Oftentimes, the Windows Server Update Services gives the IT team a bit of extra time to gain confidence in the quality of updates.
Despite the two methods above being available, most large enterprises will use the native Microsoft Config Manager functionality to manage their service updates and feature upgrades. CM provides the greatest level of control for IT administrators and will ensure that the update/upgrade paths for each machine can be carefully managed.
We expect that around 80% of organizations will utilize this approach for their ongoing Windows 10 branch management.
Defer New Windows Update By Up To Four Months
Many IT administrators prefer to manage more of their devices directly. But to make it easier to keep abreast of the fast pace of updates, IT administrators will now be able to use Windows Update to defer new feature upgrade installations until approximately four months after they are first published, which allows them to perform testing or age a bit before being deployed. If you want to have additional control over how and when upgrades are installed, you can also use Windows Update for Business — adding management capabilities, such group deployments of updates and the ability to define maintenance windows.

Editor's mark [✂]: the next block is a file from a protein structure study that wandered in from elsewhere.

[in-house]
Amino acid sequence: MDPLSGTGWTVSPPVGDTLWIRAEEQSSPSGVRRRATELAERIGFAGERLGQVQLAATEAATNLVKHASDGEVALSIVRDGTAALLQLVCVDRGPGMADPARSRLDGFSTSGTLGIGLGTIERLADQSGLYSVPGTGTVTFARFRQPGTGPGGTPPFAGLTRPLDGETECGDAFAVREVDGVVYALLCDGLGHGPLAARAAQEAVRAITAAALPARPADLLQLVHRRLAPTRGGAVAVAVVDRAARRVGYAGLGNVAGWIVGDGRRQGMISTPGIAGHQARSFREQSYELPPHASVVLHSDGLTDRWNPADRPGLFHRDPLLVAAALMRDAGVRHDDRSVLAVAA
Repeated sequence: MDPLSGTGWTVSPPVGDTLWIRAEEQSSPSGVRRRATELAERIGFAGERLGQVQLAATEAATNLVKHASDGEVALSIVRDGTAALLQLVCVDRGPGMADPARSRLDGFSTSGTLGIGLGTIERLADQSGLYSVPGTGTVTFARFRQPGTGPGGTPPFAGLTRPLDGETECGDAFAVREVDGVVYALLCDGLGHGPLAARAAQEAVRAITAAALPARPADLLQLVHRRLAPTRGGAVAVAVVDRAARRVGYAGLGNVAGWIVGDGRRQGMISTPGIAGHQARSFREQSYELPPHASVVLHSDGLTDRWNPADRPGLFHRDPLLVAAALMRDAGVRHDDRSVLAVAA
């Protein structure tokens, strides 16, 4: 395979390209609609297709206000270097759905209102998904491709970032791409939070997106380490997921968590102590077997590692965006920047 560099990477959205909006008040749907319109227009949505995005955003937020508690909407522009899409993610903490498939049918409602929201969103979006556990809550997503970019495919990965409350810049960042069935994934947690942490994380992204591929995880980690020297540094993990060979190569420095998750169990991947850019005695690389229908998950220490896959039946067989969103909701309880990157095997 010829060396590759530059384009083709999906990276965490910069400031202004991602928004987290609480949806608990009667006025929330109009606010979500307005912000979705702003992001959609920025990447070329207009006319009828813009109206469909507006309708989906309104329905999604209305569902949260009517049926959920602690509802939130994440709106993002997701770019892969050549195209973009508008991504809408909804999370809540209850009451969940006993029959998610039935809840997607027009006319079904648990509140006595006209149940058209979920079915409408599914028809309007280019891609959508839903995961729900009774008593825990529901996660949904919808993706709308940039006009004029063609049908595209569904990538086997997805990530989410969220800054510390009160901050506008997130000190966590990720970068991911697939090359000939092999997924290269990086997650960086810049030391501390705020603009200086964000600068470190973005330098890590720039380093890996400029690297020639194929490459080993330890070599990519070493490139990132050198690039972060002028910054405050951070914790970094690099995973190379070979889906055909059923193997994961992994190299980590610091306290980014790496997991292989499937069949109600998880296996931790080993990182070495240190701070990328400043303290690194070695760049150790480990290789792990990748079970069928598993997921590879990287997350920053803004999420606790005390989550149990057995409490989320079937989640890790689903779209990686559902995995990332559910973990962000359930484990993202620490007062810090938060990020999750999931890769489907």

It is clear that with so many management options and the forced nature of updates and upgrades, IT departments need to prepare themselves for a significant culture shift in managing Windows 10 as a service.
Every month assets on old OS versions will get nearer to their end of life, and a constant plan of action is required to ensure that your organization is ready for the latest feature upgrade. In the future this could mean an entirely new version of Internet Explorer, or depreciation of an old OS feature used in some of your critical applications.
Understanding your application estate (both fat client and web apps) and its readiness for the latest feature upgrade will be of paramount importance to ensuring minimal impact to your end users. We're building Juriba's Dashworks software to help you navigate these uncharted waters, so look out for release announcements in the near future.